• the undying worm (Mark 9:48).  Since darkness and burning fire are opposites (you cannot have one if you have the other), this suggests that both may be understood figuratively – symbolic description of the hopeless plight of unbelievers.
  • weeping and gnashing of teeth” (Matt. 8:12; 13:42, 50; 22:13; 24:51; 25:30; Luke 13:28).  These are not tears of bereavement or temporal loss, but  those “of inconsolable, never-ending wretchedness, and utter, everlasting hopelessness.”[22] The grinding or gnashing of teeth indicates “frenzied anger, unmitigated rage.”[23] This suggests the despair of those who have forever missed life’s purpose by their rejection of Jesus Christ.
  • cutting to pieces” (Matt. 24:51), being a figure for extremely severe punishment.
  • eternal punishment (Matt. 25:46) that was as eternal as the eternity of God.

It is not easy for us to imagine the eternity of hell.  One reason is that all the things we do and experience come to an end one day.  However, the punishment of unbelievers in hell will continue for ever and ever.  Just as God and heaven are eternal (everlasting), so hell will be eternal.

In the 19th century, famous English preacher, C.H. Spurgeon, preaching on Matthew 8:11-12 emphasised the eternity of hell and the fact that sinners there have nothing to look forward to except unending punishment:

“They have not even the hope of dying nor the hope of being annihilated.  They are for ever–for ever–for ever–lost!  On every chain in hell, there is written `for ever.’  In the fires, there blaze out the words, `for ever.’  Up above their heads, they read, `for ever.’ Oh, if I could tell you tonight that hell would one day be burned out, and that those who were lost might be saved, there would be a jubilee in hell at the very thought of it.  But it cannot be–it is `for ever‘ they are `cast into outer darkness'”[24]

d. Love, forgiveness and eternal torment

Q. 1 “Besides, it seems supremely contradictory to me that the same god who tells us to love and forgive OUR enemies says that he will eternally torment his!!”

Because we are human, we cannot seem to fathom that the God who loves and forgives also has wrath as one of his absolute attributes.  Psalm 145:8 declares: “The Lord is gracious and compassionate, slow to anger and rich in love.”  If he did not have wrath he would not be God.  Couple that with God’s absolute justice and we have the God who loves absolutely, but has wrath without partiality against those who refuse to accept his love.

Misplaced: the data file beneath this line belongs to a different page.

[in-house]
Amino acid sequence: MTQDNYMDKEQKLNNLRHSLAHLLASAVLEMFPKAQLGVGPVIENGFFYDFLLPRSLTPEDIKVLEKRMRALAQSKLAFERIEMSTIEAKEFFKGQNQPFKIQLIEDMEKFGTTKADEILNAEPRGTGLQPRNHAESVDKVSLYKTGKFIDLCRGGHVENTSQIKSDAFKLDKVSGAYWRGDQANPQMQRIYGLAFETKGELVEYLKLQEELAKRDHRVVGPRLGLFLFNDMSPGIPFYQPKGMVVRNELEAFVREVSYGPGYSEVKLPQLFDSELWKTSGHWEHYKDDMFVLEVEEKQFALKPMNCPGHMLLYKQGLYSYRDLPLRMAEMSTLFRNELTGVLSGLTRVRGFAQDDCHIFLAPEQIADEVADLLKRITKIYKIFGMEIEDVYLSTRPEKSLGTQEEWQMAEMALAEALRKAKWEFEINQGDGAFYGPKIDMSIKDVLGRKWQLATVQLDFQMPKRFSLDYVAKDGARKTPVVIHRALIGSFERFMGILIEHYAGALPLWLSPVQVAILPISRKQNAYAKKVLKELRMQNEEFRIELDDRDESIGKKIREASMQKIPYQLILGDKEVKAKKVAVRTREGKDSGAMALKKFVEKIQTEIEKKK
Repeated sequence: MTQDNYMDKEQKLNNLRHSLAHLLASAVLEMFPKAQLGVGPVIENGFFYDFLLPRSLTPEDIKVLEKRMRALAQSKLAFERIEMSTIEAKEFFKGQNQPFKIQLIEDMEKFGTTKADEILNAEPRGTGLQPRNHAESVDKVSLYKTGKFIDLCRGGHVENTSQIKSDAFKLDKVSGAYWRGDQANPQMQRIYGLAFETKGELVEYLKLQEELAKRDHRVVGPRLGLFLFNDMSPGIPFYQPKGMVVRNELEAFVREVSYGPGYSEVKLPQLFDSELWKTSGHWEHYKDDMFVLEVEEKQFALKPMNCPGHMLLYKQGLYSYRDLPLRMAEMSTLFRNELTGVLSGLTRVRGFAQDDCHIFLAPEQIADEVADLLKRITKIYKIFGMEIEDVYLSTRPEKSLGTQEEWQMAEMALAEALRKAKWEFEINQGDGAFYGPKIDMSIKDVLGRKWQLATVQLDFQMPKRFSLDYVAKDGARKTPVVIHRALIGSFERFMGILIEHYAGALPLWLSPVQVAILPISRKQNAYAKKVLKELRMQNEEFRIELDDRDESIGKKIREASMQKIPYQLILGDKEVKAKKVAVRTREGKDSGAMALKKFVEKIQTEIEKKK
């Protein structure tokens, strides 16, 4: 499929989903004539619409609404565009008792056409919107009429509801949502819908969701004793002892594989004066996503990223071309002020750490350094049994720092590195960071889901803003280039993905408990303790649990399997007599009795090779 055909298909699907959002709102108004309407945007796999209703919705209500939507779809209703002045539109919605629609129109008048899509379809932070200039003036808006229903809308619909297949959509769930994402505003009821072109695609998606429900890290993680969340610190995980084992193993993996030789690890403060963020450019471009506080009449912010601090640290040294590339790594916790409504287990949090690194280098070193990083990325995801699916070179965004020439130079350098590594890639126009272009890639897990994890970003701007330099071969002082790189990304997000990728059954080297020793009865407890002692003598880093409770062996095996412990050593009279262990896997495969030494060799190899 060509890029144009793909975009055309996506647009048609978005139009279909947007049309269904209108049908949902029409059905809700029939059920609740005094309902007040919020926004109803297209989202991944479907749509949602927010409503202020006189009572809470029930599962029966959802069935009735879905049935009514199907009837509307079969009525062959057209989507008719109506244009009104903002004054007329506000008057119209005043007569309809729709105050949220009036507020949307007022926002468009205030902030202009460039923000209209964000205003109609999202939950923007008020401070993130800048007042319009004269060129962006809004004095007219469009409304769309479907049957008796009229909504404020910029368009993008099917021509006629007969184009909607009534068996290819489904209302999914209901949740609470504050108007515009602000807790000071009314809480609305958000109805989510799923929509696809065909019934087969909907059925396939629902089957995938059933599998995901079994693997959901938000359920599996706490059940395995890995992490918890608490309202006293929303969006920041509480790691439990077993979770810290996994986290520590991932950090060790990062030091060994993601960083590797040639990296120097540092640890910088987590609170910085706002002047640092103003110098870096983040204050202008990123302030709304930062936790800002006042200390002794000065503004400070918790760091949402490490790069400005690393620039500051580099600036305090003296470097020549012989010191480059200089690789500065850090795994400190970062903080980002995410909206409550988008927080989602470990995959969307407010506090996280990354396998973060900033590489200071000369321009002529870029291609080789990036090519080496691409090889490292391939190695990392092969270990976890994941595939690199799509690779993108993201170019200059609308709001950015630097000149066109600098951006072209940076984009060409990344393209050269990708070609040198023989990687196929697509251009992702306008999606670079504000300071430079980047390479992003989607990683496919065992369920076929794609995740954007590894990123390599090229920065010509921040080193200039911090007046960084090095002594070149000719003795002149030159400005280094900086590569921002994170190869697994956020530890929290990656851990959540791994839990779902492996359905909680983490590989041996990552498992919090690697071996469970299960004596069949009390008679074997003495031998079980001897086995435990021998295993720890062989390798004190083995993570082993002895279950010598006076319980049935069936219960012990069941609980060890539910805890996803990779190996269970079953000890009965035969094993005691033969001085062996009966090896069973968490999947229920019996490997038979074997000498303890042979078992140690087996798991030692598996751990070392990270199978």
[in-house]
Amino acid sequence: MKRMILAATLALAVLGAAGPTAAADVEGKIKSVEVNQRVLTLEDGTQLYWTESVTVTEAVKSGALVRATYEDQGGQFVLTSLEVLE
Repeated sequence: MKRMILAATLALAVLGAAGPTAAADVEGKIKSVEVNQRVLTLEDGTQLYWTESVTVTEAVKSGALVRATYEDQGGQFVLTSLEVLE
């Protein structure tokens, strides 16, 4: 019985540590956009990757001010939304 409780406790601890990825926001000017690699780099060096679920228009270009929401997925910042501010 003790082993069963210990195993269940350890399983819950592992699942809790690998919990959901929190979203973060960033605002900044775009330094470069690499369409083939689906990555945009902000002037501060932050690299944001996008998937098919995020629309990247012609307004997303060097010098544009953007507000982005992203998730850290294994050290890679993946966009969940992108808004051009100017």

Jesus, who was the embodiment of love, spoke over and over of the punishment of hell – eternally.

Why doesn’t God love us so much that he let’s us all off?  Because we are responsible for our sins and God is committed to absolute justice, he cannot allow such.  If we ask God not to punish sin, we are asking him to say that sin does not matter.  We are calling upon God to say that holiness does not matter.

Logically it is.. to ask him to become an evil God and that he will not do…  The punishment of sinners is terrible, but far more terrible is the prospect of an omnipotent evil God…  Therefore, if people carry on in their sins and will not repent, he must judge them.  He does so with the greatest reluctance.  He is slow to anger.  He does not delight in the death of a sinner.  He is a God of love who calls people to turn to him.  But if they will not, he must judge them, to show his total abhorrence of, and opposition to, sin and evil.

A God of love would do anything to save us!’ But you know, he has done everything apart from throwing aside his justice, in order to save you.  The utter reckless love of God is displayed at the cross…  The New Testament tells us that God delays the promised Day of Judgement: ‘The Lord is not slow in keeping his promise, as some understand slowness.  He is patient with you, not wanting anyone to perish, but everyone to come to repentance’ (2 Peter 3:9).”[25]

Q. 4     The justice system of Christianity is monstrously and fiendishly absurd.  Most people would rightfully assume that a FINITE sin does NOT deserve INFINITE punishment.  The reward system consists of only two eventual destinations.  One, the most blissful and happy, the other, the most horrible and tormenting.  Is there nothing in between!!??

There’s a fundamental error in thinking that “a FINITE sin does not deserve INFINITE punishment.”  Our problems are that we are human-centred and biased against God.  Even from a human perspective, the duration of the crime does not determine the length of time of punishment.  A crime, such as murder, committed in a moment can earn a life sentence.